The secret to finding life on other planets is not to look for life as we know it

University of Colorado philosopher Carol Cleland, PhD

Perhaps one day we’ll send a spacecraft to a rocky planet orbiting Proxima Centauri. And perhaps the first images arriving back from across 4.2 light years of space will feature a purple Proxima Centurian peering straight back into the camera.

In the popular imagination, alien life has tended to focus on the take-me-to-your-leader/humans-as-snacks variety. Those who have been paying attention, though, know that the life we’re most likely to find on Proxima b, Mars or anywhere else will be microscopic. That sort of life might have very little resemblance to the microbes we’re used to here on Earth.

This gives rise to what appears at first to be a scientific problem, but which in fact something else entirely. The question of how to recognize alien microbes, which astrobiologists assume to be the universe’s most common life form, is to no small degree a philosophical challenge. Philosopher Carol Cleland has been a leading voice in helping NASA and the astrobiology community figure out ways not to miss extraterrestrial microbes right under our robotic emissaries’ noses. [more]

Save the planet — procreate less!

Travis and Sadiye Rieder read a book with their 2-year-old daughter, Sinem, in their Maryland home

You can drive an electric vehicle powered by rooftop solar panels, replace your old appliances and light bulbs with energy-sipping versions, recycle compulsively, compost, give up meat, eschew air travel, buy used-everything, make your own sandals out of old tires. You can do these and all sorts of other things in your personal quest to lower your carbon footprint. Doing so will indeed mitigate to some tiny degree the climate change that, despite the best efforts of the Intergovernmental Panel on Climate Change, is hurtling us into a slew of potentially catastrophic unknowns as this century steams ahead.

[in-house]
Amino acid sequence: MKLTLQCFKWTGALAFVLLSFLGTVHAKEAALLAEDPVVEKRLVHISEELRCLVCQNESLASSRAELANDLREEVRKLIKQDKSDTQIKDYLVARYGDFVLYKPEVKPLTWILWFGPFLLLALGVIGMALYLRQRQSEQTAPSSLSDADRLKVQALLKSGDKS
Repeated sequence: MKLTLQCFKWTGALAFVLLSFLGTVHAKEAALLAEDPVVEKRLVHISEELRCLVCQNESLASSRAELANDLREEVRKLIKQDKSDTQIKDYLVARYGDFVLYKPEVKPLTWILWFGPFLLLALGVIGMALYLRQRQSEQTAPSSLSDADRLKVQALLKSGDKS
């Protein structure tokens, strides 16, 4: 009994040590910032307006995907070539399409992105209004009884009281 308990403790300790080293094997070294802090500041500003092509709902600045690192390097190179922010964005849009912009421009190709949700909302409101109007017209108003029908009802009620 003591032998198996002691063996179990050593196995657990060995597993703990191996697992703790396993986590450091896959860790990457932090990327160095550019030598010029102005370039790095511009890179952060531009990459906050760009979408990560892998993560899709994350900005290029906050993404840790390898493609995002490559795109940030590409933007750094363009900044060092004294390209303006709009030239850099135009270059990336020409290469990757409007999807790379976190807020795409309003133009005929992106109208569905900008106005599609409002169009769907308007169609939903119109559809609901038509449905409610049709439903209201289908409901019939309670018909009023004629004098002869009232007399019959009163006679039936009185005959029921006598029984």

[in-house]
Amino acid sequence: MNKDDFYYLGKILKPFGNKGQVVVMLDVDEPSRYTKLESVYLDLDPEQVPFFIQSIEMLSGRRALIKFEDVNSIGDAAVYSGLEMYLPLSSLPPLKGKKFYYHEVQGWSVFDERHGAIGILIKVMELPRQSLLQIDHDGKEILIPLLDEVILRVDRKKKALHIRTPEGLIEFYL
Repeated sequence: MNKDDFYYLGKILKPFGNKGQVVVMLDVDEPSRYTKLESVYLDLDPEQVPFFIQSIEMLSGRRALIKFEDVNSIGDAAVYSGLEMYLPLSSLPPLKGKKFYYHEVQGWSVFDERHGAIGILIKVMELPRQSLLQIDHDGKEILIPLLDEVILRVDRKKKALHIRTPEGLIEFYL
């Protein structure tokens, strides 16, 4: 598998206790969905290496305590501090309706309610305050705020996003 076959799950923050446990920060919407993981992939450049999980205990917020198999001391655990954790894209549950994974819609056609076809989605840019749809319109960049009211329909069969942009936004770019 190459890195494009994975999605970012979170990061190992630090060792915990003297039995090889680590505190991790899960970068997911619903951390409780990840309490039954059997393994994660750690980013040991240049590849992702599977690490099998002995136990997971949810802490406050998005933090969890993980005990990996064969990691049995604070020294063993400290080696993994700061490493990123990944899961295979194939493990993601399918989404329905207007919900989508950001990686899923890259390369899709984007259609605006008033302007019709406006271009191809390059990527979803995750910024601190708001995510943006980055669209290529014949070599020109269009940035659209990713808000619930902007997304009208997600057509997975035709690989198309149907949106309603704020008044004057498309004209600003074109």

But if you truly care about the climate and the future of a human civilization that developed in the current temperature regime, you could do something that has a much bigger impact: have one less kid. Or more precisely, says Johns Hopkins University philosopher and bioethicist Travis Rieder, one-half less kid. (Those who have reared children would recommend the top, rather than the bottom, half). [more]

Road trip! AZ-CO in pictures

In late March I flew to Phoenix, spent a couple of days with my folks, and then drove their (former) car from Fountain Hills, Ariz. to Denver, Colo. The trip took 11 hours, 10 minutes, the first 822 miles of it done in 11 hours flat. This is possible if one a) stops only when the engine has trained its tank and and b) if one speeds boldly. This is not hard to do in a 350 HP Ford Flex, which is more or less a massive sports car. I averaged about 75 mph despite fueling stops in Gallup and then Raton, N.M.

To pass the time, I listened to 80s on 8 on SiriusXM (does this date me?) plus some comedy radio and also took photos  (if inadvisable at 90 mph).

Departed Fountain Hills at 7:30 a.m.; Four Peaks in the background

Departed Fountain Hills at 7:30 a.m.; Four Peaks in the background

The Four Peaks looked a bit different on the way in.

The Four Peaks looked a bit different on the way in.

Tonto National Forest comes along pretty quickly -- a saguaro party.

Tonto National Forest comes along pretty quickly — a saguaro party.

And by Payson there's not a saguaro to be seen. One could be lulled into thinking one is already in Colorado. Not quite.

And into Payson (via U.S. 87), where there’s not a saguaro to be seen. One could be lulled into thinking one is already in Colorado. Not quite.

Ditto for Apache-Sitgreaves National Forest

Ditto for Apache-Sitgreaves National Forest.

Heading northeast toward Holbrook, things open up.

Heading northeast toward Holbrook, things open up.